I have a small darkroom where I've just started making B&W prints from 4x5 negatives. Even when the negative is very in focus, and scans nicely, when I print 8x10 with my enlarger the details aren't very sharp. I use a smaller enlarging lens aperture (f11 - f22) and a grain focuser. The paper is Ilford MG RC Glossy, the developer is ilford multigrade developer. Paper exposure tends to be at least 16 seconds, time in developer about 2 minutes. Enlarging lens is a Wollensack 135mm f/4.5.

What could be the cause of this loss of sharpness?


3 Answers 3


With a grain focuser, compose with the lens wide open. Now stop down to the aperture you will be using. Now use the grain focuser. It is likely that you are focusing wide open, it is likely that the focus is shifting as you stop down. This is not uncommon. Also, check and see which is sharper, grain focuser on easel, no paper on the easel or, sacrificial scrap of the same paper under the grain focuser. Some are calibrated, no paper, some must be on paper the same thickness as you are using. Place the grain focuser half-way center to corner. This placement optimized an improper focus due to curvature of field of non-flat field lens.

  • \$\begingroup\$ If you're in focus wide open, you should be in focus across the entire range of apertures for any lens. I don't know what would cause the focus to shift while stopping down, unless the OP is unknowingly unscrewing the lens, bumping the enlarger, etc. while adjusting stops. Still, they should check. \$\endgroup\$
    – bvy
    Commented Jun 7, 2017 at 12:23
  • \$\begingroup\$ A focus shift often occurs - you can see this for yourself if you are using a grain focus aid. This is actually a slight change in focal length. This has nothing to do with bumping or unscrewing. It is due to imperfect figure (curve of lens) which is revealed when making critical demands. Most moderate priced enlarger lenses exhibit curvature of field, if you focus based on the axis (center) the corners will be less sharp, best focus 1/2 distance corner to center. \$\endgroup\$ Commented Jun 7, 2017 at 13:52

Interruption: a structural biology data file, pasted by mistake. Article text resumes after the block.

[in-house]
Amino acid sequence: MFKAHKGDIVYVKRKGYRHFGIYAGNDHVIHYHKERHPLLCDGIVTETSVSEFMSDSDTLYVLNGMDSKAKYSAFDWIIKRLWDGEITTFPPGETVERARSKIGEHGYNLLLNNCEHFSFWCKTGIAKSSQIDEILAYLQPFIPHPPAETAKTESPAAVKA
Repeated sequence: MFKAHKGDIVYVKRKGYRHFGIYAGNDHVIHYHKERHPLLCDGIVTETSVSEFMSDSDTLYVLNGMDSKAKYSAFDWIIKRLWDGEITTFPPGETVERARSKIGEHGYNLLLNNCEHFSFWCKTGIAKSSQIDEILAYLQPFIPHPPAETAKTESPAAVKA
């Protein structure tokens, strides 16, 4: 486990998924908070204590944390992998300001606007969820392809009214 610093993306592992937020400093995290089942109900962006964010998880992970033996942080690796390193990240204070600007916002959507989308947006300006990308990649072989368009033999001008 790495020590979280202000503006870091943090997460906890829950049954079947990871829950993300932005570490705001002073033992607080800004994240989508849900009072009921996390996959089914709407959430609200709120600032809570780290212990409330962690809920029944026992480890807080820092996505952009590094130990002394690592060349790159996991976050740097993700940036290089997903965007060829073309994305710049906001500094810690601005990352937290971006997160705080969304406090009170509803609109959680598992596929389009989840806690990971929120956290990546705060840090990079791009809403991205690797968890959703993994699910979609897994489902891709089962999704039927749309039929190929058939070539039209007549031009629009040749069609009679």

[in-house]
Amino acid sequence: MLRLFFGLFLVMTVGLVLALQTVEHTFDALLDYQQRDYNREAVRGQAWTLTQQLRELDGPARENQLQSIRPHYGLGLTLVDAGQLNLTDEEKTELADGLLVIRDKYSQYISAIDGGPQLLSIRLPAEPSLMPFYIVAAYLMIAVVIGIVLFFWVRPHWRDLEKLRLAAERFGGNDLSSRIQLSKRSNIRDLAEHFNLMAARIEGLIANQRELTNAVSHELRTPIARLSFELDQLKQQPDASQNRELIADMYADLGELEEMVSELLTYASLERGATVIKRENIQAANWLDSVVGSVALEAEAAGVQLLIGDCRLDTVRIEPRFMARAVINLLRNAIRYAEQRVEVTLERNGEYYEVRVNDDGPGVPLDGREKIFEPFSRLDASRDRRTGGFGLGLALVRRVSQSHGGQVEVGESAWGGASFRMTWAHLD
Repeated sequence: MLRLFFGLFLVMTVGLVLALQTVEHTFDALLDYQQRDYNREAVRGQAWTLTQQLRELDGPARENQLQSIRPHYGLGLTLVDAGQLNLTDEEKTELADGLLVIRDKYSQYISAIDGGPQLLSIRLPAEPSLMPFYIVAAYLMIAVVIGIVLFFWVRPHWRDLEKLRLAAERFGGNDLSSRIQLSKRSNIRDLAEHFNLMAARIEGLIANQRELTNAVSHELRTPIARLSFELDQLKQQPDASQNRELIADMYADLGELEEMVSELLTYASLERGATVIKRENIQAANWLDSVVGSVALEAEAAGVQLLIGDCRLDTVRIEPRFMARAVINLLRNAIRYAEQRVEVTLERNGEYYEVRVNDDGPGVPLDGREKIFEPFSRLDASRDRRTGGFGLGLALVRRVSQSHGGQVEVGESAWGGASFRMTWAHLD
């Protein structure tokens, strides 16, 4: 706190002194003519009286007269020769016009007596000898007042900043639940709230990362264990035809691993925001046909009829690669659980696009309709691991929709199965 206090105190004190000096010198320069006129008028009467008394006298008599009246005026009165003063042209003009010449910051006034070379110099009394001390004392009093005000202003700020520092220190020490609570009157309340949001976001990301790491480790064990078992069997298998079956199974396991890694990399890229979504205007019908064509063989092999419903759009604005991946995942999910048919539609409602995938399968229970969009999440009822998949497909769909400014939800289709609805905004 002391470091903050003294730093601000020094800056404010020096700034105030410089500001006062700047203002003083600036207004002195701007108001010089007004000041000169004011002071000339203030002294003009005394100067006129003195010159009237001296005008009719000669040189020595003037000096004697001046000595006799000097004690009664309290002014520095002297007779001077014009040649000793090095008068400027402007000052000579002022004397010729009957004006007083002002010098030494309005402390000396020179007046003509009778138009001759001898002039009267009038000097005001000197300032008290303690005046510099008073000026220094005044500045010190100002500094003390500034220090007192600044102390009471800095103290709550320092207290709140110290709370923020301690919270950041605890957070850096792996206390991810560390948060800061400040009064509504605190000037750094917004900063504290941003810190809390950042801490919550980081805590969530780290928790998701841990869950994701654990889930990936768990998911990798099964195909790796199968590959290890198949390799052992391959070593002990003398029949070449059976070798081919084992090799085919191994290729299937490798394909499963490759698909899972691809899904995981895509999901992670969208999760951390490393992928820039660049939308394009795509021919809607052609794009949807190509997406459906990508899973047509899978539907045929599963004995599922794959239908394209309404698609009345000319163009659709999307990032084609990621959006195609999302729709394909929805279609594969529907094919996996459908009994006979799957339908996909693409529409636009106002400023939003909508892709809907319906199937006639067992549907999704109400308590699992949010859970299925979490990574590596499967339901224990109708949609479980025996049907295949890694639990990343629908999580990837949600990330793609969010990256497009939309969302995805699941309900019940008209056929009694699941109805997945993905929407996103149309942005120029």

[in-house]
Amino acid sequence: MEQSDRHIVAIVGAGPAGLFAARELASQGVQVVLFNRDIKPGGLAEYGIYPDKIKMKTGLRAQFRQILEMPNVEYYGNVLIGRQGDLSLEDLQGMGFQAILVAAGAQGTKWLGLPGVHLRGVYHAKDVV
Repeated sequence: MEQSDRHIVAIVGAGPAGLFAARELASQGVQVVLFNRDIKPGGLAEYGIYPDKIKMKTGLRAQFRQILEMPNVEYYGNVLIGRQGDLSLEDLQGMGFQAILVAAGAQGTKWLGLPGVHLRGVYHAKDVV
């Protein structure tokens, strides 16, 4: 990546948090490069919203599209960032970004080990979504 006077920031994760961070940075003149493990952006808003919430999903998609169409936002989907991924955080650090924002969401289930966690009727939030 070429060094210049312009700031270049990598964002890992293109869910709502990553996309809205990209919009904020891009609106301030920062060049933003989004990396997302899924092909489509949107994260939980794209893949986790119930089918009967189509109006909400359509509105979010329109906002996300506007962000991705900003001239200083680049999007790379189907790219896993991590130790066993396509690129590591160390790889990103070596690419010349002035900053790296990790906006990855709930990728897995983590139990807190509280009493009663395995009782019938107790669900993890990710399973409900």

• \$\begingroup\$ I've only heard of that with very wide aperture lenses. I doubt that is the OP's problem here. Good advice though about placing the grain focuser off center. \$\endgroup\$
    – bvy
    Commented Jun 7, 2017 at 14:23
  • \$\begingroup\$ First hand experience with exactly this same condition and the Wollensack enlarger lens, tells me differently. This is exactly what is happening. There is a slight possibility that the 4X5 negatives are popping - heat will cause them to warp and thus become non-uniform as to their flatness -- happens if the negative carrier is glassless. \$\endgroup\$ Commented Jun 7, 2017 at 15:02
  • \$\begingroup\$ @bvy can confirm after testing this. Stopping down caused a focus shift, and I was focusing wide open. This was exactly the problem. I confirmed my grain focuser was adjusted for paper thickness, and the best focus comes when the grain focuser sits directly on the easel. Thank you @AlanMarcus! \$\endgroup\$
    – steel
    Commented Jul 29, 2017 at 16:05

Your aperture (f 11 - f 22) seems rather narrow. It is possible you are seeing diffraction artefacts.

Try using f 8 at about 8 seconds (half of your stated 16 seconds). I am not familiar with your lens or its reputation, but this should be the upper range of the optimal aperture (usually stated as "a stop ot two from wide open").

Other warnings, such as using a grain focus tool, having a stable enlarger column and taking care of light leaks - loss of contrast due to fog can look like loss of sharpness - apply.

I do not think your paper and developer choice affect image sharpness - and Ilford papers are pretty much "the standard" now; I use Ilford RC Pearl finish in Agfa Neutol and get tack sharp 8×10 (or rather 18×24, I live in the metric area) prints from medium format negatives.


Enlarger lenses are like camera lenses. They have an optimum sharp f stop. It usually is not wide open or stopped all the way down (not like depth of field). I would recommend you make test prints from the same negative at different exposure times at all the stops on your enlarger lens and compare.

Also, enlarger lenses are just like camera lenses in another way. There are good, better and best. I have made plenty of 16 X 20 B & Ws from 4 X 5 negatives that were tac sharp. They were made on very sturdy Besler enlargers and Nikon lenses.

An 8 X 10 should be a no brainer. If you can't get it sharp make sure the actual subject on the negative is in focus. Make a contact print from the negative and check with a loop. If it is, you need to think about a better enlarger and/or lens combination.


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